In this case the horse raced, won the race and was declared the official winner, therefore, to disqualify a horse at this juncture, grounds for protest must be satisfied as stated in rule 1755(e) (Grounds for Protest).The protesters argue rule 1845 was violated by the late administration of furosemide by the veterinarian, therefore, the horse received a prohibited or illegal medication and cause exists to disqualify the horse Intercontinental.It is argued by Juddmonte Farms, Inc. and was argued in the dissenting opinion in the Cal Expo case, disqualification and purse redistribution for the late administration of approved medication is not supported by the rules or custom and practice. To wit, it is an unreasonably severe penalty for the misadministration of an approved medication. CHRB rule 1859.5 (Disqualification Upon a Positive Test Finding) requires that a horse, upon a positive test finding of a class 1, 2 or 3 drug substance in a post race blood or urine sample, be disqualified and the purse redistributed. Although the rule does not preclude disqualification of a horse upon the finding of a class 4, 5, 6 or 7 drug substance or the finding of an approved medication in excess of the permitted levels, neither stewards nor the Board disqualify horses based on these types of findings. This is most likely because these findings do not generally carry the presumption that athletic performance is enhanced by these substances and thus horses that test positive do not enjoy an unfair advantage. This is not to suggest that the persons responsible for the violations are not, or should not, be penalized for their actions that led to the positive test. (Finding #13, page 21 -22)This argument is on point and persuasive although, in this case, we are not dealing with a positive test. The customs and the practices of the stewards and Board are not to disqualify a horse because a medication rule is violated unless the drug is a class 1, 2 or 3.This argument becomes even stronger upon review of rules 1843, 1843.1, 1843.2 and 1845, which refers to furosemide as a high ceiling loop diuretic this is an unclassified drug (because it is authorized by the Board) and is a legal pre-race race day medication.In the opinion of this Board, the argument that the horse Intercontinental received a prohibited, or illegal, drug due to the late administration lacks merit on review of the aforementioned CHRB rules.It was alleged by Mr. Cassidy, trainer of third place finisher Ticker Tape, that in his experience the late administration of furosemide provided an edge to Intercontinental. That contention was unsupported by any evidence, scientific or otherwise.It was noted by this Board, Juddmonte Farms, Inc. presented in findings 12 and 14, that the urine sample of Intercontinental tested within normal limits and showed no pharmacological evidence that the late administration of furosemide enhanced the performance of the horse.DECISION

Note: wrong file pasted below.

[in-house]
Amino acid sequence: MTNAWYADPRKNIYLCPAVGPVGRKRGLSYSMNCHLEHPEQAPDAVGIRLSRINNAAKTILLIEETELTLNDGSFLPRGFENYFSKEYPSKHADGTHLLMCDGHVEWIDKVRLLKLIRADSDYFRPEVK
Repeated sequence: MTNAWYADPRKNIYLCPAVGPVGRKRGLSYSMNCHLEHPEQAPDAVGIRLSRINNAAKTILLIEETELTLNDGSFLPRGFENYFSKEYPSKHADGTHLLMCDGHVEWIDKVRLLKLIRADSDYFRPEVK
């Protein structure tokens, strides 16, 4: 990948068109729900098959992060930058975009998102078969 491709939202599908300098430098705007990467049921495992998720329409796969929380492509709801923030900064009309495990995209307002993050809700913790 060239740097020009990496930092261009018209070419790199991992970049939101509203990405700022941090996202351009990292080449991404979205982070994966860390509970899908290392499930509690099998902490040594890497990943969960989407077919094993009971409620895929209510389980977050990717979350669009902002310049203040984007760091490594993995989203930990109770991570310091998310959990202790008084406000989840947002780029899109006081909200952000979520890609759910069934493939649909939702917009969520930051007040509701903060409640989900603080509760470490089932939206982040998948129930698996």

It is the unanimous decision of this Board of Stewards that the horse Intercontinental, official winner of the Palomar Breeder's Cup Handicap run at Del Mar Race Track on September 3, 2005, did not gain an unfair advantage when it raced with a late treatment of pre-race bleeder medication.The protests are hereby deemed invalid and Intercontinental remains the official winner of the race.Decision submitted on June 30, 2006.BOARD OF STEWARDS
Copyright © 2014 The Blood-Horse, Inc. All Rights Reserved.